## 1. Introduction

To account for uncertainties in both the initial conditions and forecast model and to combat the associated forecast error and flow-dependent predictability, ensemble methods have become popular for producing numerical weather forecasts (Molteni and Palmer, 1993; Toth and Kalnay, 1993) and for performing data assimilation (Evensen, 1994). The idea behind ensemble-based methods is that the nonlinear chaotic dynamics of the underlying forecast model and the associated sensitivity to initial conditions cause an ensemble of trajectories to explore sufficiently large parts of the phase space in order to deduce meaningful statistical properties of the dynamics. However, all currently operational ensemble systems are underdispersive, meaning that the true atmospheric state is on average outside the statistically expected range of the forecast or analysis (e.g. Buizza *et al.*, 2005; Hamill and Whitaker, 2011). This detrimental underdispersiveness can be linked to two separate sorts of model error: a *dynamical* model error due to a misrepresentation of the physics of the forecast model and a *numerical* model error due to the choice of the numerical method used to simulate those forecast models.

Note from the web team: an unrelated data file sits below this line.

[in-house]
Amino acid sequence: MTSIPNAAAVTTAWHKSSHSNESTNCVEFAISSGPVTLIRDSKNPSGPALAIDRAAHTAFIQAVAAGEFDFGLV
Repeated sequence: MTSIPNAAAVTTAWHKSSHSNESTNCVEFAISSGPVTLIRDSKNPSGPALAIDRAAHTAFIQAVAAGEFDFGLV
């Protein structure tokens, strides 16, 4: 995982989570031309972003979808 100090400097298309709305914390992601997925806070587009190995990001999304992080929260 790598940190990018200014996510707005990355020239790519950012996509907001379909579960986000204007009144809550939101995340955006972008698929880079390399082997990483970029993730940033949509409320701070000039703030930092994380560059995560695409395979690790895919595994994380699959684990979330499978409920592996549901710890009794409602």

It has been argued (Palmer, 2001) that dynamical model error is largely due to a misrepresentation of unresolved subgrid-scale processes. The very active field of stochastic parametrization is aimed at reintroducing statistical fluctuations of the unresolved degrees of freedom and a direct coupling between the resolved and unresolved degrees of freedom into the equations of motion (Palmer and Williams, 2010, provide a recent review on current trends). Indeed, using a low-dimensional toy model, Mitchell and Gottwald (2012) showed that stochastic parametrizations can lead to superior skill performance in ensemble data assimilation schemes in situations where the dynamics involve rapid large-amplitude excursions such as in regime switches or in intermittent dynamics.